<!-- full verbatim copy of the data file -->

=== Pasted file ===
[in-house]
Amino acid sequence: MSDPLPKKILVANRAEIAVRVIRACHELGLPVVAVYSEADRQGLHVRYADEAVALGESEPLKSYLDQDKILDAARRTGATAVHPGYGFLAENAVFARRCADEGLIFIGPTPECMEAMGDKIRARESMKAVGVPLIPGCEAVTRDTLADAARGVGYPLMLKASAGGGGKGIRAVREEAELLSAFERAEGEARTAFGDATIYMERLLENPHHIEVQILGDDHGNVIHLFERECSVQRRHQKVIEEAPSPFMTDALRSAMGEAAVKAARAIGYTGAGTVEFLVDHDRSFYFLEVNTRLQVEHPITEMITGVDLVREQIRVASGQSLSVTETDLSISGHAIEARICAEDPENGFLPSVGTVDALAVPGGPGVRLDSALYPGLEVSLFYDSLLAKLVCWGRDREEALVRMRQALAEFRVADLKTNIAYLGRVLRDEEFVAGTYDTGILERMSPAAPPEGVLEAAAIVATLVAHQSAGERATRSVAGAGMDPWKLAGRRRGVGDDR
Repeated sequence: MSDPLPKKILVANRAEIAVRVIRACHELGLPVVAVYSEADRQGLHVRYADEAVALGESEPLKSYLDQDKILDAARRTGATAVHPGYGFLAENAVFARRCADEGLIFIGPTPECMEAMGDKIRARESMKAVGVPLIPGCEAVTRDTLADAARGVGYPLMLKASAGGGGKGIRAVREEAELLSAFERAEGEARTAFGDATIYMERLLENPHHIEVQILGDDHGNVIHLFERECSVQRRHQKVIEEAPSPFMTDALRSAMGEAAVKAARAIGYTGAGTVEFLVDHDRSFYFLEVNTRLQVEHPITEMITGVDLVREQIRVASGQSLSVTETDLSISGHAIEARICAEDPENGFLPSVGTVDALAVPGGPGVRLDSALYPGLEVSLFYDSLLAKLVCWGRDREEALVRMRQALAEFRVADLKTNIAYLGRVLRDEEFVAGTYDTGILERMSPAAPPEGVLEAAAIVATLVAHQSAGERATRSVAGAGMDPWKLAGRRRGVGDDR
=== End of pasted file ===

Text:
[in-house]
Amino acid sequence: MSDPLPKKILVANRAEIAVRVIRACHELGLPVVAVYSEADRQGLHVRYADEAVALGESEPLKSYLDQDKILDAARRTGATAVHPGYGFLAENAVFARRCADEGLIFIGPTPECMEAMGDKIRARESMKAVGVPLIPGCEAVTRDTLADAARGVGYPLMLKASAGGGGKGIRAVREEAELLSAFERAEGEARTAFGDATIYMERLLENPHHIEVQILGDDHGNVIHLFERECSVQRRHQKVIEEAPSPFMTDALRSAMGEAAVKAARAIGYTGAGTVEFLVDHDRSFYFLEVNTRLQVEHPITEMITGVDLVREQIRVASGQSLSVTETDLSISGHAIEARICAEDPENGFLPSVGTVDALAVPGGPGVRLDSALYPGLEVSLFYDSLLAKLVCWGRDREEALVRMRQALAEFRVADLKTNIAYLGRVLRDEEFVAGTYDTGILERMSPAAPPEGVLEAAAIVATLVAHQSAGERATRSVAGAGMDPWKLAGRRRGVGDDR
Repeated sequence: MSDPLPKKILVANRAEIAVRVIRACHELGLPVVAVYSEADRQGLHVRYADEAVALGESEPLKSYLDQDKILDAARRTGATAVHPGYGFLAENAVFARRCADEGLIFIGPTPECMEAMGDKIRARESMKAVGVPLIPGCEAVTRDTLADAARGVGYPLMLKASAGGGGKGIRAVREEAELLSAFERAEGEARTAFGDATIYMERLLENPHHIEVQILGDDHGNVIHLFERECSVQRRHQKVIEEAPSPFMTDALRSAMGEAAVKAARAIGYTGAGTVEFLVDHDRSFYFLEVNTRLQVEHPITEMITGVDLVREQIRVASGQSLSVTETDLSISGHAIEARICAEDPENGFLPSVGTVDALAVPGGPGVRLDSALYPGLEVSLFYDSLLAKLVCWGRDREEALVRMRQALAEFRVADLKTNIAYLGRVLRDEEFVAGTYDTGILERMSPAAPPEGVLEAAAIVATLVAHQSAGERATRSVAGAGMDPWKLAGRRRGVGDDR